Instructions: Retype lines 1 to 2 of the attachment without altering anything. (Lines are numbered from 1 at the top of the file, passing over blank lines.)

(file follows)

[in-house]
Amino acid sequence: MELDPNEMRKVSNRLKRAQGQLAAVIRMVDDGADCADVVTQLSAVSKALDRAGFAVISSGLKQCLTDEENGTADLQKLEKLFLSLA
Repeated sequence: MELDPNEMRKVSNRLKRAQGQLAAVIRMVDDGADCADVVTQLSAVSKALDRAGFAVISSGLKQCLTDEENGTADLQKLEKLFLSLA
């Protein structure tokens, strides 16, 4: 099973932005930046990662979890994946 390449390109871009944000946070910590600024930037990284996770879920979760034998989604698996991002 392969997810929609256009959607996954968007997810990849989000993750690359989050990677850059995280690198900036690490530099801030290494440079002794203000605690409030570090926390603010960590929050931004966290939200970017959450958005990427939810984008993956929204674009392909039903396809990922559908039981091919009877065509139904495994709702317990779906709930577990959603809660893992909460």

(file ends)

[in-house]
Amino acid sequence: MELDPNEMRKVSNRLKRAQGQLAAVIRMVDDGADCADVVTQLSAVSKALDRAGFAVISSGLKQCLTDEENGTADLQKLEKLFLSLA